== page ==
The study, carried out across 17 years over 47 U.S states, saw the biggest drop among gay, lesbian and bisexual young people, with 14 percent less suicide attempts. It translates to roughly 134,000 fewer teens. As Forbes reports, it’s halfway to the government’s federal goal of reducing teen suicide by 10 percent in 2020. Suicide is the second leading cause of death among 15 to 24-year-olds, according to the U.S Centres for Disease Control and Prevention, with numbers rising significantly among LGBTQ people.
It was back in 2004 that Massachusetts became the first U.S state to legalise same-sex marriage, with 36 states doing the same before the implementation of federal law in June 2015.
“I would hope that policymakers and the public would consider the potential health implications of laws and policies affecting LGBT rights,” Julia Raifman, co-author of the research, said. “This study was really motivated by evidence that there are large disparities across domains of health that affect LGBT adolescents. I was interested in whether larger structural issues were potentially leading to those disparities.”
The research used the data of over 760,000 students from 1999 to 2015, collected for the Youth Risk Behaviour Surveillance System every two years by the CDC. Suicide rates were compared with states that had and hadn’t seen in same-sex marriage by January 2015 – with a 0.6 point drop with states that legalised it before states that did not. There was no change recorded in states that didn’t recognise marriage equality. While acknowledging the different social settings of each state, researchers explored the implementation of marriage equality before and after, with data suggesting it kept suicide attempts down two years after.
“We found that the effects of legalisation persisted two years after legalisation, suggesting that social and political backlash does not have the effect of worsening mental health outcomes in this window,” wrote Raifman in the JAMA paediatrics study. “Our results build on prior research indicating that state same-sex marriage bans were associated with increased rates of psychiatric disorders and that health expenditures decreased following implementation of a same-sex marriage policy in Massachusetts.”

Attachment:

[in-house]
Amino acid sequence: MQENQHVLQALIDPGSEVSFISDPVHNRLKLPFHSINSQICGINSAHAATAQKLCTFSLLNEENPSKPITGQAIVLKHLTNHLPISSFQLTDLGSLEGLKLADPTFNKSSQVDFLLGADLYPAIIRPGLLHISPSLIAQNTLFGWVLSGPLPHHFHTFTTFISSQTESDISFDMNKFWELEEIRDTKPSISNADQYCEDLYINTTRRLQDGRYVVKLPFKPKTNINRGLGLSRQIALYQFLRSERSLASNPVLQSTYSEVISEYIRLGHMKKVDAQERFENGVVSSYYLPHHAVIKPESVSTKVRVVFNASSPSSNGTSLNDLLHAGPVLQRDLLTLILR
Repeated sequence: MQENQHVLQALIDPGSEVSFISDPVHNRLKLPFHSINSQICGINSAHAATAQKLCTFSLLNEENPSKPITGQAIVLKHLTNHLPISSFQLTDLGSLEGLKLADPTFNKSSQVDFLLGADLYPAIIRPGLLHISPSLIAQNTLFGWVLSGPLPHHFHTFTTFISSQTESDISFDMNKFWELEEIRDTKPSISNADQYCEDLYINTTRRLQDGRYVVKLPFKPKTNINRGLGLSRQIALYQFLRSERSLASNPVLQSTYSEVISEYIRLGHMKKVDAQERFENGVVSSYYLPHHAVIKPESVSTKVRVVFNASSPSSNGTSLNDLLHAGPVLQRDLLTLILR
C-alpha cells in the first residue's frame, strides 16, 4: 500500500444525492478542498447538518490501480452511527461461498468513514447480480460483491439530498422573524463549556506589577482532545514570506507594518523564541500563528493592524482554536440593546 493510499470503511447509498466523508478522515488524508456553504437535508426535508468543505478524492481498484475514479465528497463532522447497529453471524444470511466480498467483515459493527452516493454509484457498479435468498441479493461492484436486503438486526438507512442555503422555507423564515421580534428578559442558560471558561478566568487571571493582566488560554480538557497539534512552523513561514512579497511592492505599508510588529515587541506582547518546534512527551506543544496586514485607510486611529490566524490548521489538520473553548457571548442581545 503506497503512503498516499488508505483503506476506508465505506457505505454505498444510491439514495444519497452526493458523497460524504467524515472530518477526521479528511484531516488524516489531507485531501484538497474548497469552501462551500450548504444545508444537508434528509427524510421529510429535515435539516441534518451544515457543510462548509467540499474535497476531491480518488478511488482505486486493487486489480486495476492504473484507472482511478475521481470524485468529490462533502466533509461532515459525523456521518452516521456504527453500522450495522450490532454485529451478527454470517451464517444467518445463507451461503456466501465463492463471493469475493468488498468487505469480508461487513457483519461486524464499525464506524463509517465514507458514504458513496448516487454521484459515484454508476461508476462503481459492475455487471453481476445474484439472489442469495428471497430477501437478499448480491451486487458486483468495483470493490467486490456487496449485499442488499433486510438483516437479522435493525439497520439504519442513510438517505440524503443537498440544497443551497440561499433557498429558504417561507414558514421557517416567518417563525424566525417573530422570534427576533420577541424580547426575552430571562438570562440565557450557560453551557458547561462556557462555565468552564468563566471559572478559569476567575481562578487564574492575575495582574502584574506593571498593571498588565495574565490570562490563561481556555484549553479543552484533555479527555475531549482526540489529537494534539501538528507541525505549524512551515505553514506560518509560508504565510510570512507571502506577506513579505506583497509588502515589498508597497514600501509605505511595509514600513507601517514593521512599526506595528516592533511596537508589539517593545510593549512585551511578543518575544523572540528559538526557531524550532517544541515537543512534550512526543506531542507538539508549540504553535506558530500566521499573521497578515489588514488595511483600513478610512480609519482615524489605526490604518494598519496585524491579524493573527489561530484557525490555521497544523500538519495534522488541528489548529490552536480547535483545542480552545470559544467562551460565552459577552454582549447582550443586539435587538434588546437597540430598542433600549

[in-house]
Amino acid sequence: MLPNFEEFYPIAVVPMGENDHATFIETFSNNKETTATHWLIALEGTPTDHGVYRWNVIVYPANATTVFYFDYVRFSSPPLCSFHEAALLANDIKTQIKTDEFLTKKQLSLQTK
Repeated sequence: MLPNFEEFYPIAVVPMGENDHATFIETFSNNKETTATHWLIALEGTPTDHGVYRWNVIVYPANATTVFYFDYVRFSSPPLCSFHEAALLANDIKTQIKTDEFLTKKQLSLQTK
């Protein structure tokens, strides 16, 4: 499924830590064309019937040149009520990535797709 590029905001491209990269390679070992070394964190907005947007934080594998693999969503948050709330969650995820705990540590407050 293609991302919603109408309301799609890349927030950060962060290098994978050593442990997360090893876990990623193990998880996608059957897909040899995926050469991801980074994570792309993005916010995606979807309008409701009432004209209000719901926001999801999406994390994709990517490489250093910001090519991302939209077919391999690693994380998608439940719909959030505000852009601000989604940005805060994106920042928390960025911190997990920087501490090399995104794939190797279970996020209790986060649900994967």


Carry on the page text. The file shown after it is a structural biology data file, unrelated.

According to federal research, 43 per cent of lesbian, gay and bisexual students had considered suicide, up to three times more likely than their heterosexual counterparts. Students in this particular new study weren't asked if they were transgender, queer or intersex, but the numbers among these groups are staggering: 41 per cent of trans people have attempted suicide, as other studies have shown.
The actual factors surrounding the drop caused by marriage equality remains unclear, and the authors say further analysis is needed. However, it’s evidencing that a more tolerant and welcoming environment encouraged by the law changes contribute to less suicide attempts. Structural stigma enforced by anti-LGBTQ laws, such as those contesting gender identity and laws that don’t explicitly protect people from discrimination, as well as rejection by friends and family are seriously detrimental to LGBTQ youth’s mental health.
“There are a number of potential mechanisms,” explains Raifman. “Those include whether the policies themselves reduce perceived stigma among adolescents – and that may drive reductions in suicide attempts – but it is also possible that same-sex marriage policies drive social change among parents, teachers and peers of sexual minority adolescents. It is also possible that the campaigns around same-sex marriage policies are responsible for changing the experiences of LGB adolescents.”